Corvette Racing’s Oliver Gavin is en route to California for the second time in a month with the aim of taking his second win from three races at the four-hour American Le Mans Series Monterey at Mazda Raceway Laguna Seca on May 9-11, round three of the ALMS. The Briton will once again be taking his Corvette C6.R into the thick of an intense, and no doubt thrilling, GT battle, the last race in the USA before the team head to Europe to compete in the world’s biggest sportscar race, the 24 Hours of Le Mans.
Here, the Yardley Hastings, Northamptonshire (UK), resident gives his views on the weekend ahead:
Q: Do you think the nature of the Mazda Raceway Laguna Seca track will even up, or accentuate, the power advantage that GT competitors such as the Vipers appear to have?
A: I think it could even up that power advantage as Laguna has a low top speed relative to somewhere like Road America; it’s not necessarily a power track. There are some corners which, if you have a torquey engine like the Vipers do, you can punch out of, but it’s not an out-and-out horsepower track and that will suit us well.
Q: How does the longer race allow you to vary your strategy, and do you think this will play into your hands?
A: I think the longer race format is going to play into our hands. We have performed well over the longer races recently and I really feel we have got the best team. We regularly make up time on people in the pits, either with quick tire changes, how we play our fuel strategy or the strategy in general: we’ve got a great group of guys. These races are so tight it sometimes comes down to when you take your last stop and how much fuel you take on and, with a longer race, you’ve got a far wider strategy window to play with. We’re, of course, not the only ones who are good at that side – BMW and Rahal Letterman Racing has always been very strong on strategy – but everyone is improving and it’s going to be close.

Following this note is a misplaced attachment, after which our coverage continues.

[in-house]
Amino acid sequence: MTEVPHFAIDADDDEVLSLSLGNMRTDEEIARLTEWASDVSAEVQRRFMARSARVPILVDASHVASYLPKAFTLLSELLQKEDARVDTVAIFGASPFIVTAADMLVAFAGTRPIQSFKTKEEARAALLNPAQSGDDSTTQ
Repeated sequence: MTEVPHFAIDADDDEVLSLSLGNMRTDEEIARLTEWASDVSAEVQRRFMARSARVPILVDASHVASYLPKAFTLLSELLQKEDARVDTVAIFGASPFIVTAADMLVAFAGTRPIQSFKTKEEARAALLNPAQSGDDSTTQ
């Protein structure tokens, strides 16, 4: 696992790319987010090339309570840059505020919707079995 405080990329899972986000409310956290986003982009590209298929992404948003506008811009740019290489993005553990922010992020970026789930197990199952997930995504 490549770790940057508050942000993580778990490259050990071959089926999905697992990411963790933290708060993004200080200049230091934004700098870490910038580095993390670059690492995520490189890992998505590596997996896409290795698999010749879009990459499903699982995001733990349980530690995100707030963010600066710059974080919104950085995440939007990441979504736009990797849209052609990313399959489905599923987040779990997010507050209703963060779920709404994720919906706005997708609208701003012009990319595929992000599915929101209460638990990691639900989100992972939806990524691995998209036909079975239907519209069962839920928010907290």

Q: Can you tell who your main rivals will be or is it too close to call?
A: It’s honestly too close to call for this race. Porsche has always been good there and the new Core Autosport entry can’t be underestimated. Whether they have everything together yet to compete at the same level as everyone else, I don’t know but they will be quick. Ferrari has traditionally been good at Laguna, and Falken has been improving race on race, so it’s difficult to pin point who is going to be our main rivals.
Q: What track conditions can you expect for the race weekend?
A: Looking at the forecast, it looks as though it could be quite cool (low 60s) so how well you make your tires work could steer the outcome of the race; they will certainly play a big part in the weekend. There’s likely to be plenty of cautions and incidents with 36 plus cars in the field, it makes for a full race track. Additionally the track surface is always very dusty which adds to the challenges. The GT class drives round in a high speed train and it only really gets broken up when there’s an incident, or when you come against faster or slower traffic. You have to be 100% on top of your game and concentrating fully; you can’t afford one slip up otherwise you won’t finish in the top five let alone on the podium.